Part 75 - Woodworking 103: Viking Chest
by Lord Thomas the Black


Woodworking 103: Viking Chest

            Welcome back to another edition of Blackmaille!

            This month, we’re rounding out our three-part series on basic woodworking projects for your demos with an immensely useful project: a six-board Viking chest. This is an easy project, and in fact, was the first woodworking project I did in the SCA. I needed a box to carry stuff in to/from demos and events, and this chest fit the bill. Also, it can be used as a table or stool at the demo/event.

            Funny story: when I first joined the SCA, I did leatherwork. I couldn’t get any recognition for it, though, because everyone in my area did leatherwork. So I switched to maille. For a long time, I couldn’t get recognition for that either, because everyone had done maille at one time or another, and no one needed it for fighting. So, one day I half-ass one wooden box together, and the next thing I knew, I had people lined up around the block for them! I must have cranked out ten of them in less than three months!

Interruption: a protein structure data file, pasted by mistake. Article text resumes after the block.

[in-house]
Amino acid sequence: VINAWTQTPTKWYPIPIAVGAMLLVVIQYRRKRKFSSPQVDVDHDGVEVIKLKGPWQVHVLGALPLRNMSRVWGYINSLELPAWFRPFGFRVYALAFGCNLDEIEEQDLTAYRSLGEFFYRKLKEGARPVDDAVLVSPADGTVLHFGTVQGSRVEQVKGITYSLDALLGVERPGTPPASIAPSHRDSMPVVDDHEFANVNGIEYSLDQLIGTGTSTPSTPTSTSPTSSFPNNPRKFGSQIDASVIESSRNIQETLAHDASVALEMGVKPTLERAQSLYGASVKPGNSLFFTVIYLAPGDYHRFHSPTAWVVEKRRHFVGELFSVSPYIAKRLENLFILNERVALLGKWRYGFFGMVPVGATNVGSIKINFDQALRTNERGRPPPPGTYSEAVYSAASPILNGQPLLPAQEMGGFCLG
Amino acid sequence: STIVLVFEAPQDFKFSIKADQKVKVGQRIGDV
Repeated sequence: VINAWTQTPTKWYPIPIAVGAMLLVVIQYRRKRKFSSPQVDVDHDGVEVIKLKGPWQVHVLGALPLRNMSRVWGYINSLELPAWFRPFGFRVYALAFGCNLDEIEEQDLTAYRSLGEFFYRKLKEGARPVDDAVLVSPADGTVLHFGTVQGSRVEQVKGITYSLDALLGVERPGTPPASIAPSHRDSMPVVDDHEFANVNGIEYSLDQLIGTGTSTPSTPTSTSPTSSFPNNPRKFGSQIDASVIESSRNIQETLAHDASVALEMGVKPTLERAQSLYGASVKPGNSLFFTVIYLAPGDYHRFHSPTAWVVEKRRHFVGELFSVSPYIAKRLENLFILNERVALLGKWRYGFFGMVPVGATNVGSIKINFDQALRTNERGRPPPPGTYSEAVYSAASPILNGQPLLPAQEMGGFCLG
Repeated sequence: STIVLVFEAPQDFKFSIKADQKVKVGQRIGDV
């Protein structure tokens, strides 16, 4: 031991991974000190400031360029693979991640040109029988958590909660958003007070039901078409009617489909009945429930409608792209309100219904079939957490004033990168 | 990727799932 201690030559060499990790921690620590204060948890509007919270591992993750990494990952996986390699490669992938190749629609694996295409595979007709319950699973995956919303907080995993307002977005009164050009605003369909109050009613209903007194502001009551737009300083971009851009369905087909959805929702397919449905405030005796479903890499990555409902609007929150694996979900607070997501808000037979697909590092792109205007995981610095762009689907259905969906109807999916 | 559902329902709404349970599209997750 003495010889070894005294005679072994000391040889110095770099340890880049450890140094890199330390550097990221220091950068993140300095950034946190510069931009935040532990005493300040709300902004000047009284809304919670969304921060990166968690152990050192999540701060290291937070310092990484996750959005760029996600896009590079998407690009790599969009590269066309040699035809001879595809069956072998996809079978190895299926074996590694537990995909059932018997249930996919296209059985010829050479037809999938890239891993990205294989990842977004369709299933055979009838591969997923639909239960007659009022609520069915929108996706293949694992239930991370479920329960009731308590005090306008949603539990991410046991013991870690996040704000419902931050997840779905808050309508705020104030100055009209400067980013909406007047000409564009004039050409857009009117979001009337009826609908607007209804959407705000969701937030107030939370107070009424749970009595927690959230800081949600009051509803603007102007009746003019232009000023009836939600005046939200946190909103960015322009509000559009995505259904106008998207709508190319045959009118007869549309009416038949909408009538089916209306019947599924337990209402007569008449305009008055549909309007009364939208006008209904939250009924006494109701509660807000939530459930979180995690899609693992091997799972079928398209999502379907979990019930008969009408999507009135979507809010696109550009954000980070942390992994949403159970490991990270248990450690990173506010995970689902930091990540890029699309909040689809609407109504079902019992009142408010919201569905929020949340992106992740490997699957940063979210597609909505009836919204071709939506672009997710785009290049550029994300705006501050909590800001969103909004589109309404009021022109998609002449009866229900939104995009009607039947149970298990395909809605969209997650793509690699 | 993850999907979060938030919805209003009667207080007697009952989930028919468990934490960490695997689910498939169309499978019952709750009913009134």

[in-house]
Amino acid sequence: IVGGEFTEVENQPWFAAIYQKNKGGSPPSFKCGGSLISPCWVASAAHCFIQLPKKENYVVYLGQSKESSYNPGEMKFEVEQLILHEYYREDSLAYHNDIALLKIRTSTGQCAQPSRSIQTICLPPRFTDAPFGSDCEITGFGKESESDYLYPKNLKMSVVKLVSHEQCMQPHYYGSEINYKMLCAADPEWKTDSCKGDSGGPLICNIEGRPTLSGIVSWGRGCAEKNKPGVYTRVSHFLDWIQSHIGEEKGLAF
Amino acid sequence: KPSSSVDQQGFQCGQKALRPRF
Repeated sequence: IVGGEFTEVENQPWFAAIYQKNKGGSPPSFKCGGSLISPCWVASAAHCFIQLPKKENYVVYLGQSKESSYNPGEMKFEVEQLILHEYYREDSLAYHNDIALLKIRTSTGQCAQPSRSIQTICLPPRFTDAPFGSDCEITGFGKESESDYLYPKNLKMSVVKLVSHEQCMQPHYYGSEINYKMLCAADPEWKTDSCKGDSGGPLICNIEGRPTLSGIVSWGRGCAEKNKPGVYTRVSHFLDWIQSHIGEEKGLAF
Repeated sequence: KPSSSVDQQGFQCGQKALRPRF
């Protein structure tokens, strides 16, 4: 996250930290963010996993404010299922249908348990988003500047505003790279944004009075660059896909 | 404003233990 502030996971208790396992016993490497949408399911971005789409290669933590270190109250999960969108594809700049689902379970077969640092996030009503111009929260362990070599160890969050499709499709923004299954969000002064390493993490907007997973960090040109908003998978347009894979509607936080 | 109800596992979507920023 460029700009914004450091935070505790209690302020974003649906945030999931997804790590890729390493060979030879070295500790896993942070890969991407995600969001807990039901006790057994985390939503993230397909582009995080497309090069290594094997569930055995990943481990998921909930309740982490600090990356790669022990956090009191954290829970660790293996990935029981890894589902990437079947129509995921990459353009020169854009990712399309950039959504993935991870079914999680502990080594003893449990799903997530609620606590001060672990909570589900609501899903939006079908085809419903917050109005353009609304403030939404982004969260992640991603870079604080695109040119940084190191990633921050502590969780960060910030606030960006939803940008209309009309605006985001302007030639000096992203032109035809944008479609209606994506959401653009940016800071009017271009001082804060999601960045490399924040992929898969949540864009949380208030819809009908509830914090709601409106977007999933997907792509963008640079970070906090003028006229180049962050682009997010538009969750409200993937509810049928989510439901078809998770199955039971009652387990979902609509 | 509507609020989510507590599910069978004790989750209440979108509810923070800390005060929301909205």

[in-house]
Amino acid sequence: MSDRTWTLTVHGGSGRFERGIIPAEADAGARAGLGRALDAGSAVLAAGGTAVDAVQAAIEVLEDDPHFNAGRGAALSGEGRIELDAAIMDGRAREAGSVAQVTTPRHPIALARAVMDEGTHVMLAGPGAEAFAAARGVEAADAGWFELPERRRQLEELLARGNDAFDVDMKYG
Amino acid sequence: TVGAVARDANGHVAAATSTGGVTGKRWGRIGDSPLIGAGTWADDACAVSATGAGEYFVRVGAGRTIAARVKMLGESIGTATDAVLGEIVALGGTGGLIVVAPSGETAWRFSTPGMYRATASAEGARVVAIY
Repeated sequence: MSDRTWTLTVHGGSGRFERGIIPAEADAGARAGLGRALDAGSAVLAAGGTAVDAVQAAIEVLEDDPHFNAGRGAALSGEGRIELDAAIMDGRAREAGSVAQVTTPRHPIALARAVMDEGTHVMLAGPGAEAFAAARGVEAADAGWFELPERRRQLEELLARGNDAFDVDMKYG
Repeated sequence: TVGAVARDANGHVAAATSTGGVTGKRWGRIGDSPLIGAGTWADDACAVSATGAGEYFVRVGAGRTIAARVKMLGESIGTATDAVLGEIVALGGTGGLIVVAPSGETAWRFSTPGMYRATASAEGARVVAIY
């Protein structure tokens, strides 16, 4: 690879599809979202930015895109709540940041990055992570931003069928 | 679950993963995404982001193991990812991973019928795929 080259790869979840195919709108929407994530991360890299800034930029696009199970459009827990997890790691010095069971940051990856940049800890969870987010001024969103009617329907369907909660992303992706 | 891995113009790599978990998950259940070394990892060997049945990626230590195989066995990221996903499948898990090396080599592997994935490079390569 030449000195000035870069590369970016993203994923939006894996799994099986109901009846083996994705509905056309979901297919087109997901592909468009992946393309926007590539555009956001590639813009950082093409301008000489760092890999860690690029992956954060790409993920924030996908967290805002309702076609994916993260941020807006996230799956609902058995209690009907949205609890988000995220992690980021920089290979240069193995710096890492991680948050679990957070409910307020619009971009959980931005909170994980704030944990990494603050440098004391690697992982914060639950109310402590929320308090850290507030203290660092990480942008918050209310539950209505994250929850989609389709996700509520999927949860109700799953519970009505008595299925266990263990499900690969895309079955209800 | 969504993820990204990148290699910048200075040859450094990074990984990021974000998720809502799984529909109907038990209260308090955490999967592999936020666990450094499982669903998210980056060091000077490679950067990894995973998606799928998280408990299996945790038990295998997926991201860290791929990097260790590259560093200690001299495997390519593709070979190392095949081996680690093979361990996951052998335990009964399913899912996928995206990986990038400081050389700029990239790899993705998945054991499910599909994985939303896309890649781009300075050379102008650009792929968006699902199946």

Anyway, the six-board chest gets its name because it only takes six lengths of 1”x 12” board to put together. Two for the ends, two for the front and back, one for the bottom, and one for the lid, and you’re done. Furthermore, this chest can be decorated to fit in with any number of time periods, and that decoration can be as simple as staining the wood, all the way to elaborate carvings and details, depending on your period and level of artistic ability.

            Quick note: for my chests, I followed the instructions written by John V. Lambert at  These directions are my interpretation of his, while the pictures are mine. Feel free to visit the source material.


List of Materials 

            1 1”x12”x8’ pine board *
            1 pr. 2”x3/4” hinges
            1 hasp (optional)
            2 doz. #6x1” wood screws